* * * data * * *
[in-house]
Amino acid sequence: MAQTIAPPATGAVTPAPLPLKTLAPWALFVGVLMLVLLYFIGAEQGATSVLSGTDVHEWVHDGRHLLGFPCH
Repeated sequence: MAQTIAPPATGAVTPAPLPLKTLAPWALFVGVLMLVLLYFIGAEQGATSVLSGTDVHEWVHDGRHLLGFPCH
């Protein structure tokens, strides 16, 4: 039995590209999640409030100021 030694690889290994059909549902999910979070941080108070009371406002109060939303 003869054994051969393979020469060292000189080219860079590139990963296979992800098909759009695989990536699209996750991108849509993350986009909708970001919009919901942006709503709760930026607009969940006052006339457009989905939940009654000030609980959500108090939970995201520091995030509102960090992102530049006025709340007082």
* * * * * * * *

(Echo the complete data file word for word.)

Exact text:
[in-house]
Amino acid sequence: MAQTIAPPATGAVTPAPLPLKTLAPWALFVGVLMLVLLYFIGAEQGATSVLSGTDVHEWVHDGRHLLGFPCH
Repeated sequence: MAQTIAPPATGAVTPAPLPLKTLAPWALFVGVLMLVLLYFIGAEQGATSVLSGTDVHEWVHDGRHLLGFPCH
């Protein structure tokens, strides 16, 4: 039995590209999640409030100021 030694690889290994059909549902999910979070941080108070009371406002109060939303 003869054994051969393979020469060292000189080219860079590139990963296979992800098909759009695989990536699209996750991108849509993350986009909708970001919009919901942006709503709760930026607009969940006052006339457009989905939940009654000030609980959500108090939970995201520091995030509102960090992102530049006025709340007082």